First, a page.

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Commerce Wrongly Refused to Conduct Quarterly Cost Analysis, Citrate Salt Exporter Argues

A citric acid exporter said Feb. 9 that the Commerce Department had been wrong to refuse to do a quarterly analysis of the exporter’s costs, even though it had faced large cost fluctuations due to the COVID-19 pandemic (Citribel N.V. v. U.S., CIT # 24-00010).

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Exporter Citribel brought suit at the Court of International Trade contesting Commerce’s final results in its antidumping duty administrative review on citric acid and certain citrate salts from Belgium.

During the review -- in which Citribel was a respondent -- the exporter said it reported its costs of materials on a quarterly basis because both its costs and prices “changed drastically” during the period of review. The jump between its lowest and highest quarterly costs was at least 25% and there was a “reasonably positive correlation” between its costs and prices, meaning it met the “two requirements for Commerce to apply its quarterly cost methodology,” Citribel said.

Commerce, however, issued the exporter a supplemental questionnaire “instructing Citribel to report its ‘quarterly’ [costs of manufacturing] using annualized conversion costs,” Citribel said. That was despite the fact that in the initial questionnaire, “cost of manufacturing” had included both raw material costs and conversion costs, it said.

Citribel provided its annualized conversion costs along with its quarterly raw materials costs, which showed that the change between its lowest and highest quarterly costs was now 9% to 14%, the exporter said. In a further response, it provided cost data based on quarterly income statements.

It said it also included more information about the things that had affected its conversion costs during the period of review, arguing that failure to consider them would result in a “serious distortion.”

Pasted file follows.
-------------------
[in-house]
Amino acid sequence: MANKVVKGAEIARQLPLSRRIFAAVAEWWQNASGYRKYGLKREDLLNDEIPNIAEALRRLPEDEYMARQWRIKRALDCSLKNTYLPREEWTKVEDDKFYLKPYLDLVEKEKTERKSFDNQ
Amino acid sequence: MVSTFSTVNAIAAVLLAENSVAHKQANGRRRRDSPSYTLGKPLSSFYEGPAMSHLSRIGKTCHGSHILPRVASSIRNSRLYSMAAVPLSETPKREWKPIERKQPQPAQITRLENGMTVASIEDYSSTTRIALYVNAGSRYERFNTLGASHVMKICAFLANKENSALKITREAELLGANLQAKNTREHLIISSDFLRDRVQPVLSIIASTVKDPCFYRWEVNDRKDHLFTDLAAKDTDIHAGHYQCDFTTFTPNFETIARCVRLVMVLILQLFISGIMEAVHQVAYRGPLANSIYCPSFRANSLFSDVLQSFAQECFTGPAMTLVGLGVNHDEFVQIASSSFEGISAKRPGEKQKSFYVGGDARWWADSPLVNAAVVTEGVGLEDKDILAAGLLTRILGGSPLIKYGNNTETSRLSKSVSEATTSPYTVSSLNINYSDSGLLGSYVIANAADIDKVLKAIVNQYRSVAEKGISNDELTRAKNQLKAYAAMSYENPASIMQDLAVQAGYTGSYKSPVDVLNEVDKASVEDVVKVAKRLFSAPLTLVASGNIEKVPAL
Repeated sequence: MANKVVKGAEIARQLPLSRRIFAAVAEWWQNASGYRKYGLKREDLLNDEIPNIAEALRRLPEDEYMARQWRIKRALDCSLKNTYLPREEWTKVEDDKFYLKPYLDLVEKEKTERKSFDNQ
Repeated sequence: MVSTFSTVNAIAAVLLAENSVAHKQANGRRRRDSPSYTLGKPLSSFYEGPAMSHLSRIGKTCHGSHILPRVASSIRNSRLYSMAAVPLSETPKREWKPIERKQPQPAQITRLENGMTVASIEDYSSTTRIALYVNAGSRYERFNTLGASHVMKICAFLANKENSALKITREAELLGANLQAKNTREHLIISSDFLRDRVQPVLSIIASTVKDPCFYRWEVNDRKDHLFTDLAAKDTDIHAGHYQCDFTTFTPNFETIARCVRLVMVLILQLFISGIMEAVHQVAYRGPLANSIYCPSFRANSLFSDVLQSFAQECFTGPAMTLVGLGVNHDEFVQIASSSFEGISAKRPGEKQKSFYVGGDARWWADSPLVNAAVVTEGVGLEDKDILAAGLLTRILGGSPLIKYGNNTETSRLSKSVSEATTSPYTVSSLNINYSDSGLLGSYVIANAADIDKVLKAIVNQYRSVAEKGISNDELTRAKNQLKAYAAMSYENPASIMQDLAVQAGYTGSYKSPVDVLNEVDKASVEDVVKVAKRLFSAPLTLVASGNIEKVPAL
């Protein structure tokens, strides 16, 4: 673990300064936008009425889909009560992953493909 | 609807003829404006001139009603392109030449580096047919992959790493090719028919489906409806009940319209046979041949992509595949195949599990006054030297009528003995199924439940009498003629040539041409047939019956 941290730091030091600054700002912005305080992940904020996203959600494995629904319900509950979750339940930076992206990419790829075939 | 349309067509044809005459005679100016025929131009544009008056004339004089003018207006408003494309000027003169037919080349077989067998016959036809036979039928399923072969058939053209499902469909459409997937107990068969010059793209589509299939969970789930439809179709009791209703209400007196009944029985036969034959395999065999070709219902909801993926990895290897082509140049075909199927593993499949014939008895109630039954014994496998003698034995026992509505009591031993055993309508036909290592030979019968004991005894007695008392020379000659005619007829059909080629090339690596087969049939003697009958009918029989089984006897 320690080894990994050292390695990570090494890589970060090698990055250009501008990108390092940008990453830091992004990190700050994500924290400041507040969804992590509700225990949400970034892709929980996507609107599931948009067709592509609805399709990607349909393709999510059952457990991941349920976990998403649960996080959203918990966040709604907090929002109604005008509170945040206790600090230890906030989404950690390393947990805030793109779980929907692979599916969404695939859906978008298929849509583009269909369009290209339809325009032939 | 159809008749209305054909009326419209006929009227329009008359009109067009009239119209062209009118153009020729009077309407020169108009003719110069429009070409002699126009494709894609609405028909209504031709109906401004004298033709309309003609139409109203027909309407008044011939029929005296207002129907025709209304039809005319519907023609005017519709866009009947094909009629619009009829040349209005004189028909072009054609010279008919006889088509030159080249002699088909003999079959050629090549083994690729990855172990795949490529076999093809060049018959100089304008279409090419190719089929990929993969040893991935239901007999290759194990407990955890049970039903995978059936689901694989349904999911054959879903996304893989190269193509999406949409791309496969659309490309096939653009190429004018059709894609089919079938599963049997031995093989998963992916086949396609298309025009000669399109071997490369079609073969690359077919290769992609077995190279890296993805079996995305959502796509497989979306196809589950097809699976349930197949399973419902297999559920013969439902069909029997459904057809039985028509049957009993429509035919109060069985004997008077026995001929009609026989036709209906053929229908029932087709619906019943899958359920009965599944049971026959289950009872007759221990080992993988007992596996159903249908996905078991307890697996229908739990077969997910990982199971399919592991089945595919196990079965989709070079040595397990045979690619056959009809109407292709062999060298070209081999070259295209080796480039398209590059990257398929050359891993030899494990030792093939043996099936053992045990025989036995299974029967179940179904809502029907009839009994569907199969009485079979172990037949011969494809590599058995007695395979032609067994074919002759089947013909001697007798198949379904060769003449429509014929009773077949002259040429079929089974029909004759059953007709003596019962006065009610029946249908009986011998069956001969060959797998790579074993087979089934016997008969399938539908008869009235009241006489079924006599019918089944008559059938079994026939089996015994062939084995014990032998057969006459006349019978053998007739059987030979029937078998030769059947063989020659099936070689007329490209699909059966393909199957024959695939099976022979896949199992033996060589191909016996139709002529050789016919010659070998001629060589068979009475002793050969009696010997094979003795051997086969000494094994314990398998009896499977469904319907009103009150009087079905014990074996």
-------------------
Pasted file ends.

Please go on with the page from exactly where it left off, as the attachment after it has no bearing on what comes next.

“Citribel also explained that it has experienced a significant increase in its conversion costs due to the macroeconomic conditions caused by the economic recovery from the Covid-19 pandemic and the Russian invasion of Ukraine,” the exporter said. “Citribel provided supporting information including the EU inflation data, energy prices, and labor cost indices.”

Commerce released its preliminary results of the review in July 2023. In them, it determined that Citribel didn't qualify for a quarterly cost methodology “because the percentage difference between the low-COM quarter and the high-COM quarter did not exceed 25 percent,” Citribel said.

Commerce said it analyzed the factors Citribel had put forward as affecting its conversion costs, but the department did so “based on Citribel’s annualized conversion costs, which by definition could not reflect any cost changes,” Citribel said. And in Commerce’s final determination, which came to the same conclusion, the department didn't clarify further, it said.

Commerce’s choice to not rely on a quarterly analysis for Citribel was unsupported by substantial evidence, arbitrary, capricious and not in accordance with law, Citribel said. It asked CIT to remand the final results of the review back to Commerce with instructions to conduct a quarterly analysis on Citribel’s costs.